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Opinion

Biden's 'Fair Share' Argument Wrong: 'Wealthy' in US Already Pay Far More In Taxes Than Europe's High Earners

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President Joe Biden’s effort to sell Americans on the largest tax increase in U.S. history has been further undermined by the facts.

The heart of the 46th president’s argument for his proposed $3.5 trillion so-called human infrastructure legislation has been that the nation can afford it — because the “wealthy” and corporations are not currently paying their “fair share” in taxes.

Former GOP Sen. Phil Gramm of Texas, now a fellow with the American Enterprise Institute, and Mike Solon, a partner with U.S. Policy Metrics, shot many holes in Biden’s position by pointing out a few stubborn facts in an article for The Wall Street Journal last week.

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“Organization for Economic Cooperation and Development data show that the top 10% of American households earn about 33.5% of all earned income but pay 45.1% of all income taxes, including Social Security and Medicare payroll taxes,” the two noted.

“In the last OECD study, in 2015, the top 10% of earners in the U.S. paid 45% of all income taxes. In France, the top 10% only paid 28%. In Germany they paid 31% and in Sweden 27%. Conversely, the bottom 90% of earners in the U.S. paid 55%. The bottom 90% of earners in France paid 72%. In Germany it was 69% and in Sweden 73%,” they added.

In other words, the tax burden to fund the generous welfare benefits in places like France, Germany and Sweden is more evenly distributed among the populations of those countries.

Gramm and Solon, pointed out the 2017 Tax Cuts and Jobs Act actually shifted more of a percentage of the tax burden onto the wealthy.

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Included in the legislation was a doubling of the child tax credit and a nearly doubling of the standard deduction, both of which lowered the tax burden on working families substantially.

“The Joint Committee on Taxation and the Congressional Budget Office found that the 2017 tax cuts made the American tax system more progressive and, according to the [Congressional Budget Office], the ‘highest quintile’s share of federal taxes was 0.5 percentage points higher in 2018 than in 2017,'” Gramm and Solon wrote.

“Comparing total federal, state and local taxes with total income including government transfer payments in 2017, the bottom quintile of income earners in the U.S. paid 7.5% of their total income in taxes. The second quintile paid 14.1%, the middle quintile paid 22.7%, the fourth quintile paid 28.4%, and the top quintile paid 35.2%.”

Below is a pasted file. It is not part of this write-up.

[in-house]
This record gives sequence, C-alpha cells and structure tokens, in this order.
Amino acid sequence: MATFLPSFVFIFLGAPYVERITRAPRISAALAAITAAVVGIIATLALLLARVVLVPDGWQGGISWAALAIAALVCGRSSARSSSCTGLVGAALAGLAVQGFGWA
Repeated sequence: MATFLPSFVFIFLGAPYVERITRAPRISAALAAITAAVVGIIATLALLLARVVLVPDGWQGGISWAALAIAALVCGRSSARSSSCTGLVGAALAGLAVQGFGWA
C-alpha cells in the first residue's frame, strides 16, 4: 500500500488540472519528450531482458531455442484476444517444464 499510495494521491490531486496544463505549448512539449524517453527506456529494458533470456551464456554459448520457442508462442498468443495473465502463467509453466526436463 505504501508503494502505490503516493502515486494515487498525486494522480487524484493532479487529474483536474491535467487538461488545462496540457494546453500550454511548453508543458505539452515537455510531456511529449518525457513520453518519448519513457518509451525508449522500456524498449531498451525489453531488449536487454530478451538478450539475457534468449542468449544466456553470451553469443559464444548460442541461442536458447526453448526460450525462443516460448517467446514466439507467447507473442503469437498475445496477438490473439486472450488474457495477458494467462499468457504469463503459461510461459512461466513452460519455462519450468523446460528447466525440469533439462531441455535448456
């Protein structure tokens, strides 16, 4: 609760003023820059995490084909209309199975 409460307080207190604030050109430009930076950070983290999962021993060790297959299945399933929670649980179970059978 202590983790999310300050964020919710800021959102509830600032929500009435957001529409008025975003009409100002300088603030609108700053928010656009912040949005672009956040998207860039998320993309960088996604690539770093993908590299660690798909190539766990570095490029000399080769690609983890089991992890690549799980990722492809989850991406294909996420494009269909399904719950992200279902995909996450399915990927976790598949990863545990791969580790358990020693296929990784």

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“Not surprisingly, with much of the 2017 tax cuts made up of corporate rate reductions, child tax credits and a doubling of the standard deduction, the Trump tax cuts made the tax code more, not less, progressive,” the writers concluded.

The CBO released initial estimates last week showing that the tax cuts, signed into law by former President Donald Trump, worked as advertised — with revenues to the federal Treasury in fiscal year 2021 topping $4 trillion for the first time in U.S. history.

As was true following tax rate cuts under former presidents Ronald Reagan and John Kennedy, revenues increased because of greater economic activity: They grew the pie, so to speak, of the U.S. economy and thereby the base from which to tax.

Likely even more painful for Biden and his team to learn, the largest percentage increase in revenue came from corporate taxes, which were up to $370 billion, an increase of 75 percent from 2020 to 2021, matching the record high of 2007, according to the nonpartisan Tax Foundation.

“In fact, corporate tax collections this year are about 25 percent higher than the $297 billion collected in 2017, prior to passage of [Tax Cuts and Jobs Act]. Likewise, as a share of GDP, corporate tax collections are higher this year (1.63 percent) than in 2017 (1.52 percent),” the Tax Foundation said.

The Trump tax cuts brought the federal corporate tax rate down from 35 percent — then the highest in the industrialized world — to 21 percent. The Republicans wanted America to be competitive again on the world stage.

Left-leaning Politico noted that the latest revenue numbers throw a wrench in Biden’s talking point that the rich and corporate America aren’t paying the taxes they should.

“Though Democrats are hammering the rich for not paying their fair share in taxes, the increase is being driven by levies primarily paid by the well-to-do,” the news outlet reported.

So contrary to Biden’s claims, the wealthy are paying taxes, and the best thing he could do to keep revenues high is to ditch the proposed tax increases — and the entire $3.5 trillion reconciliation bill while he is at it.

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